US promoting nuclear war anxiety to extend scope of government

Oct 17, 2022
Military silhouettes fighting scene on war fog sky background

In the late 1960s I was a student at the University of California, Berkeley. It was a time of strong anti-war sentiment among students opposed the war in Vietnam.

Placards around the Berkeley campus read: “Make love, not war.” “No more wars.” Some suggested the war was fake. “What if they staged and war and nobody came?” read one often seen sign.

In 1968, the Tet Offensive in Vietnam convinced the American public that Washington was not winning the war and the Johnson administration had lied about it. At that juncture opponents of war and a meaningful portion of the general public wanted to get rid of Lyndon Johnson and did.

Meanwhile, citizens became vitiated by the belief spawned during the Eisenhower years that nuclear war between the U.S. and the Soviet Union would spell Armageddon and the end of human life on the planet.

An event in 1970 gave a new focus to this. Abbie Hoffman, a leftist advocate of drugs and a Nixon hater, and his girlfriend Grace Slick, who graduated from the same college as President Nixon’s daughter and got an invitation to a tea at the White House sent to Trish’s classmates, conjured up a plot: spike Nixon’s tea with LSD that would make him go berserk and push the nuclear button.

The duo was discovered before they could do their deed. Nevertheless, leftists everywhere plus those that feared nuclear war, and proponents of rational government, suggested Nixon should not have the authority to launch a nuclear war the Constitution apparently gave him. Some suggested the decision should belong to a group of ten or twenty sane people that included some not known to the public and did not live in the DC area to ensure they were not all kidnapped and forced to launch a nuclear holocaust.

I was for the idea and broached it to several of my friends in high places in the government. The reaction I got was that the U.S. intelligence community and the elite in the foreign policy making community had already thought of this and had probably implemented it.

I then engaged with intellectuals and government officials I knew about the decision-making process relating to strategic matters. We dissected what was known as contingency planning. This turned into discussing what the contingency plan should be for the ultimate scenario: One morning the U.S. military reported thousands of nuclear tipped missiles were in route from the Soviet Union soon to strike the U.S., which would destroy the country and likely kill everyone living in it.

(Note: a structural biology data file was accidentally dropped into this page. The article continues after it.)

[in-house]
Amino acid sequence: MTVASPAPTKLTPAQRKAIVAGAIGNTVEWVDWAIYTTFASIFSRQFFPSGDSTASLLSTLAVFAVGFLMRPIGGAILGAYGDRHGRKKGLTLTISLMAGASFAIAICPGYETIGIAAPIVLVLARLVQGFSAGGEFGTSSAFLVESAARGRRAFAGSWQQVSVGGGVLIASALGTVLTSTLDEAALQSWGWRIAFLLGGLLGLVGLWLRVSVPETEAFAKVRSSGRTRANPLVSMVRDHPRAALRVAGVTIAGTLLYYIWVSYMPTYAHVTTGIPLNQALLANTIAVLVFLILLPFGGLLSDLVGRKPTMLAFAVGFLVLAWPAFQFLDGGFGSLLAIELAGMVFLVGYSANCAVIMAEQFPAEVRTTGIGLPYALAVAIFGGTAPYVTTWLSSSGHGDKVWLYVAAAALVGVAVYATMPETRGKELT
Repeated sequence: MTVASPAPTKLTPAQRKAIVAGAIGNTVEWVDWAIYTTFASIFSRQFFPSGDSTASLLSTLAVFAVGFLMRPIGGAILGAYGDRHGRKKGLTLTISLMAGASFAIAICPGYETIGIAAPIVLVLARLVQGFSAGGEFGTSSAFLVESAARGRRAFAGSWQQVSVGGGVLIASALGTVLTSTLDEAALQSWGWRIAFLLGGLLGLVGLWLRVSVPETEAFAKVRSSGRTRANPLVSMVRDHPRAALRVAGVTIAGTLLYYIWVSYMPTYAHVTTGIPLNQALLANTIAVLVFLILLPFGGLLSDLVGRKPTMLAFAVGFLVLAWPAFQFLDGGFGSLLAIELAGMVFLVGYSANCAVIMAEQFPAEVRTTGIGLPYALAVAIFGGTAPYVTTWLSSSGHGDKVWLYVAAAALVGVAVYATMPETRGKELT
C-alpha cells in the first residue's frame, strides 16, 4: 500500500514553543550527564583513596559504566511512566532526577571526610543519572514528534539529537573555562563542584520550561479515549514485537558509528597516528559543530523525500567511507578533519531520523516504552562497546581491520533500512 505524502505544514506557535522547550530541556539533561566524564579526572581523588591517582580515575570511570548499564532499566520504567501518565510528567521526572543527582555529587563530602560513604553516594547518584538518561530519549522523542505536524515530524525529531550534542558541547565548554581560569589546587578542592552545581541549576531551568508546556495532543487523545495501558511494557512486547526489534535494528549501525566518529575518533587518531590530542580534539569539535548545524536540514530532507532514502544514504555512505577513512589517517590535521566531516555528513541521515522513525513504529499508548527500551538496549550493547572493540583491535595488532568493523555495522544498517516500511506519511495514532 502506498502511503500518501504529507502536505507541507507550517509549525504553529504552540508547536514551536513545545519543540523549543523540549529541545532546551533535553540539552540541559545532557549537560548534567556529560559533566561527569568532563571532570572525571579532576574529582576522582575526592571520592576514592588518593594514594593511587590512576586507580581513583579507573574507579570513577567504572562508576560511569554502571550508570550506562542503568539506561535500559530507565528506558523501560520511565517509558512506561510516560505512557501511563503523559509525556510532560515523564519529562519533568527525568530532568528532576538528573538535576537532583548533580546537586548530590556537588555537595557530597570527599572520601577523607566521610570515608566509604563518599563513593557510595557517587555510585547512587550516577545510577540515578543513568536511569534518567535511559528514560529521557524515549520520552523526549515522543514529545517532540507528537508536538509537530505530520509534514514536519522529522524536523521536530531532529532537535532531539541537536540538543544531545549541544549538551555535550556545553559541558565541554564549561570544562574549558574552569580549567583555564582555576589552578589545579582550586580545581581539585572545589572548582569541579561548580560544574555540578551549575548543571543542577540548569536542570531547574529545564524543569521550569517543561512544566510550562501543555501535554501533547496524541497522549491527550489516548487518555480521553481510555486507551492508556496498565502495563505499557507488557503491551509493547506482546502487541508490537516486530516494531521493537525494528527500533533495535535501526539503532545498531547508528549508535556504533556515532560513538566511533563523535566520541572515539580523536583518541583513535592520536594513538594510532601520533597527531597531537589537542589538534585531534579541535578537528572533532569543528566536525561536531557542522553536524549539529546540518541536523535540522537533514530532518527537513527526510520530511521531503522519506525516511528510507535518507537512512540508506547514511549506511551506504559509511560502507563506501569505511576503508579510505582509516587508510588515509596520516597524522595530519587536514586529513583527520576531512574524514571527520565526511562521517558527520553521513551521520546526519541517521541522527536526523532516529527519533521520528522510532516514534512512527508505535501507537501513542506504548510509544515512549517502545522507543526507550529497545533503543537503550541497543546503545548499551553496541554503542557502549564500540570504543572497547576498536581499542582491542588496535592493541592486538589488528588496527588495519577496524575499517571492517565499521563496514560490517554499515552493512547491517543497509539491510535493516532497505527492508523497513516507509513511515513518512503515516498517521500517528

It was deemed illogical for the U.S. to retaliate. Why risk an action that might result in exterminating everyone on earth? The answer was to do nothing and simply die. We could hope, and even expect (logically that is), the Soviet Union had the same contingency plan and thus this scenario would never happen.

A so-called fact of the history of war meanwhile helped resolve the conundrum. During the Cold War nuclear weapons were never used. Experts said a system cannot last if it is based on a weapon nobody employed. Indeed, talk about nuclear war dissipated.

Then, President Reagan and President Bush seemed to guarantee the demise of the nuclear war issues when they defeated the Soviet Union and negotiated a smooth termination of the Cold War.

Fast forward to 2022. President Biden rejected a negotiated peace in the Ukraine and proclaimed Russian President Putin had to go. Putin retaliated proclaiming he might use nuclear missiles to resolve the Ukraine war. President Biden’s reaction was to bloviate more about nuclear war.

America and the world were flabbergasted. Many were overcome with fear. There had not been a threat of a nuclear war since President Kennedy and the Cuba fiasco in 1962.

Yet, many observers did not take Biden seriously. Probably alone he could not launch a nuclear strike. That was presumably not in his purview given the logic of making it a collective decision not to mention the fact some Democrats in Congress earlier spoke of taking away Biden’s red button, if he had one. Few trusted Biden to do anything of any magnitude given his mental state.

So, it was left to the Democratic Party and/or the deep state to act. Their solution was to create anxiety about nuclear war, spawn a crisis, and extend the scope of government in the U.S. They sought to finally get rid of Donald Trump and his policies. Trump had called for an end of America’s pointless wars.

Further, a mid-term election was coming, and the Democratic Party could not be sanguine about the results. They needed a crisis. The coronavirus created one; but it was waning. Global warming was another; but many people feared the cost of gasoline and food more. Crime, an insecure border, inflation looked to help Republicans. Finally, minorities and independents were moving away from the Democrats.

Revisiting nuclear war seemed a solution. But was it credible and would it win public support?

President Biden spoke of Armageddon to scare Americans. He apparently overreached. He did not mention deterrence or balancing that had long been a solution to the U.S.- Soviet nuclear standoff. Nor did he moderate his rhetoric or pursue negotiations. He wanted to create distress.

At that point something came to mind: What if President Biden staged a war and nobody came?

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